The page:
Archive for December, 2014


The Holy Family of Jesus, Mary and Joseph

December 28, 2014


Too often we romanticize the “holy family” as a perfect family, but they were far from perfect as we typically think of this description. Mary and Joseph made lots of mistakes – there were first time parents after all!

But we call them holy because they believed in God and the relationship they had with their God. In doing so, they found true freedom – not doing whatever they wanted, but freedom to follow God – free of the bonds of expectations – personal or societal.

And this is the belief system that they passed on – to all of us actually: that holiness is not perfection; it is freedom to follow the Spirit’s beckoning. Which by the way never strayed away from the law of God. You see, they needed the structures of the law to give them room to believe – which can feel paradoxical, especially in our society today, but it is the truth of their example.

CLICK HERE for the readings for the the Holy Family (Sirach 3:2-6, 12-14; Psalm 128; Colossians 3:12-17; Luke 2:22-40).


The Nativity of Our Lord (Christmas) 2014

December 25, 2014


Perhaps more than any other time of year, Christmas is a time of nostalgia. It is a time when the child in us emerges once again. When we reconnect with our families; sing songs written decades, if not centuries ago; and relive traditions that any other time of year fail to even cross our mind.

When were children, Christmas was a time of desire and fulfillment. Desires of toys and sugary foods arrived in abundance on Christmas morning. As we aged, those desires changed, often making their fulfillment a little harder to manage. The things we want have bigger price tags than the things we wanted long ago.

But then we age a little more and suddenly the things we desire aren’t very expensive at all.

In his book, No Man is an Island, Thomas Merton asks: “Why do we spend our lives striving to be something that we would never want to be? If only we knew what we wanted. Why do we waste our time doing things which, if we only stopped to think about them, are just the opposite of what we were made for?”

I think Christmas is a time to remember what we are made for – to desire the right things. It is a time when we ask what or who we believe in? Which is a rather poignant question these days since most of us don’t simply inherit a belief system any more. Now we question everything – which is not bad, so long as we know which questions to ask. . .

CLICK HERE for the readings for the Nativity of Our Lord (Isaiah 9:1-6; Psalm 96; Titus 2:11-14; Luke 2:1-14).


Fourth Sunday of Advent

December 21, 2014


For any of you that use social media, you have undoubtedly heard this year’s seasonal hit song from Pentatonix entitled, Mary, Did You Know?

“Did you know that your baby boy would one day walk on water? Save our sons and Daughters? Give sight to the blind and calm the storm with his hand? Did you know that your Baby boy is the Lord of all Creation and one day rule the nations? That he is heaven’s perfect Lamb and the Great I am?”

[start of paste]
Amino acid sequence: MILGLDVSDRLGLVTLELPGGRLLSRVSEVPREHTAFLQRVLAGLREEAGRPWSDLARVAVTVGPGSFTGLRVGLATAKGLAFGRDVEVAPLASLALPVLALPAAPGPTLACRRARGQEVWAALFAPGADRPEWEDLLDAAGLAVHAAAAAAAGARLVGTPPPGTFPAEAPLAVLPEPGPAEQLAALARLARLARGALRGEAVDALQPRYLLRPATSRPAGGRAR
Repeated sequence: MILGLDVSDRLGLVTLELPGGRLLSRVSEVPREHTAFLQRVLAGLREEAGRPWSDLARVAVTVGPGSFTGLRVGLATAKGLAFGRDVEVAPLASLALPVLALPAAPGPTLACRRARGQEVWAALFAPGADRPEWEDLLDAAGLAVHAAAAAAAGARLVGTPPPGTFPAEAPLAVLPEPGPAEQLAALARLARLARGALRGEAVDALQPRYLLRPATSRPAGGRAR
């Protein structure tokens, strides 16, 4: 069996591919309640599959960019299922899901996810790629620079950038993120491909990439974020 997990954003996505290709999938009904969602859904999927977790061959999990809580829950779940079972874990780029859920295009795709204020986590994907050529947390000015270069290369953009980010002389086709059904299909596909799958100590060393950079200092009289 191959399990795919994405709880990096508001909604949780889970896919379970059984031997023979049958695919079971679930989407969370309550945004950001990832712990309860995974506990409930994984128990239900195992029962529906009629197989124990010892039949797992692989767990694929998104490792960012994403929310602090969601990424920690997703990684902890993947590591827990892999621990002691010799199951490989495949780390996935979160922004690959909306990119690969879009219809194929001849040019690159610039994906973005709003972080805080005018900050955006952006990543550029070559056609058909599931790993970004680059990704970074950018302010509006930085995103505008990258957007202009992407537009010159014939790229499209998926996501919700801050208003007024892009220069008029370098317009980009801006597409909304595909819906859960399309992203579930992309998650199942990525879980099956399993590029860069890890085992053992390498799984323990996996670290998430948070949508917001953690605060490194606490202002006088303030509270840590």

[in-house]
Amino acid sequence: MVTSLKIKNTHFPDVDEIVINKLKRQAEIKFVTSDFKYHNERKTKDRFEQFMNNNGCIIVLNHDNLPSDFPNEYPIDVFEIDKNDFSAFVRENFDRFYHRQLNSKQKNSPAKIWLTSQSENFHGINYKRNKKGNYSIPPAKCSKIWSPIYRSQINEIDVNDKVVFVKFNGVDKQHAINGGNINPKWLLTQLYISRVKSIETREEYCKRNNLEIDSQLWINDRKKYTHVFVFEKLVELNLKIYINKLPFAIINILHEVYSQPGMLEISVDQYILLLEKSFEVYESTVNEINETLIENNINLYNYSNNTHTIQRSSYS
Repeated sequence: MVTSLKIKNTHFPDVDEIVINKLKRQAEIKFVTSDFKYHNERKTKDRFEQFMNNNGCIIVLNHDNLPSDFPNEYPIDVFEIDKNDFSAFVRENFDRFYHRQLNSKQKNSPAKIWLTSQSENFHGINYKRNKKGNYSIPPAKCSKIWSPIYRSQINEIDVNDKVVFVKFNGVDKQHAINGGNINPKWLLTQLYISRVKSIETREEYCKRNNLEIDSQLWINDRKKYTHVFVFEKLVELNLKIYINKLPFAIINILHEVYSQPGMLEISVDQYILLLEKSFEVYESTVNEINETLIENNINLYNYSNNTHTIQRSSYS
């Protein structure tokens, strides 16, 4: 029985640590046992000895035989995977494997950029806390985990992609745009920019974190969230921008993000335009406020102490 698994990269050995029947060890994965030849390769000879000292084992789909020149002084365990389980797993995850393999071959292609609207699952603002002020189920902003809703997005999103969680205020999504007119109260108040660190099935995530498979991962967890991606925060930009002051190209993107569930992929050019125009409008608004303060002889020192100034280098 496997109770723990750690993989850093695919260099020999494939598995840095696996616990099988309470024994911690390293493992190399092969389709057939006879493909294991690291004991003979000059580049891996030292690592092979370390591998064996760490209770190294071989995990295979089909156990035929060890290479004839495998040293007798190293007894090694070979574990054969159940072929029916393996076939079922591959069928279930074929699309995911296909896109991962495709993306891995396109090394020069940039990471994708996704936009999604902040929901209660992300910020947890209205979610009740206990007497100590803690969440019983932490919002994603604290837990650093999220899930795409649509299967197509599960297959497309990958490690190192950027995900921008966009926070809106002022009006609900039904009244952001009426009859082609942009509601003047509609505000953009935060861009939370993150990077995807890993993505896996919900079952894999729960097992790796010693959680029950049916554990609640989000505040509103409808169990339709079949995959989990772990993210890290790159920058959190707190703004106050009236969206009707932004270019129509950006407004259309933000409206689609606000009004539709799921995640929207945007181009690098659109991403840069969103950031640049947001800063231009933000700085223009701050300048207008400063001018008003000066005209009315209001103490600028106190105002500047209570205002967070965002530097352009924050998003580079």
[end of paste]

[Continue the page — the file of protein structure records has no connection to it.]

. . . well. . . yes. . . . and no. After all what does a mother really know – what do any of us really know about our children at that age? And even more, do we really want to know?

What did Mary KNOW? It is hard to say. . . but we don’t celebrate Mary because of what she knew – we celebrate her because of what and who she believed.

CLICK HERE for the readings for the Fourth Sunday of Advent (2 Samuel 7:1-5,8-12-14,16; Psalm 89; Romans 16:25-27; Luke 1:26-38).


3rd Sunday of Advent

December 14, 2014


In the Gospel we hear that the Jews asked John, “Why then do you baptize if you are not the Christ or Elijah or the Prophet?”

John answered them,“I baptize with water; but there is one among you whom you do not recognize”. . . . (whispering) that would be Jesus.

But why couldn’t the Jews recognize him? There is, of course, no one answer: as we know many expected the Messiah to come as royalty or a warrior – in both cases purifying and uniting the kingdom of Israel.

In the context of today’s readings and Advent emphasis on repentance, you could say that people did not recognize the Messiah on account of their own sinfulness, which blinded them to the Truth.

And while both of these reasons are valid and true, I would like us to reflect on a third possibility: that they simply didn’t believe it was possible for God to act through someone so ordinary – someone like themselves.

CLICK HERE for the readings for the Third Sunday of Advent (Isaiah 61:1-2, 10-11; Luke 1:46-54; 1 Thessalonians 5:16-24; John 1:6-8, 19-28).


Second Sunday of Advent

December 7, 2014


Through our second reading Peter tells us that we should not ignore this FACT: that with the Lord one day is like a 1000 years.

While we may feel God is ignoring us, God is not; rather God is waiting for us to be ready for the fulfillment of a promise. Throughout the scriptures we are reminded that most of us really aren’t ready for the answer to our prayers just yet. Oh we may think we are, but only because we think God is going to answer our prayers like WE THINK God should.

But God’s ways are not our ways, and so we must wait while we LET GO of our expectations of God’s response.

But letting go is never in one’s life program. No one says, “I want to be really wonderful a letting go.” Perhaps that is why the first messenger of our salvation appeared in a desert, for if there was ever a place we learn to let go, it is there.

CLICK HERE for the readings for the Second Sunday of Advent (Isaiah 40:1-5, 9-11; Psalm 85; 2 Peter 3:8-14; Mark 1:1-8).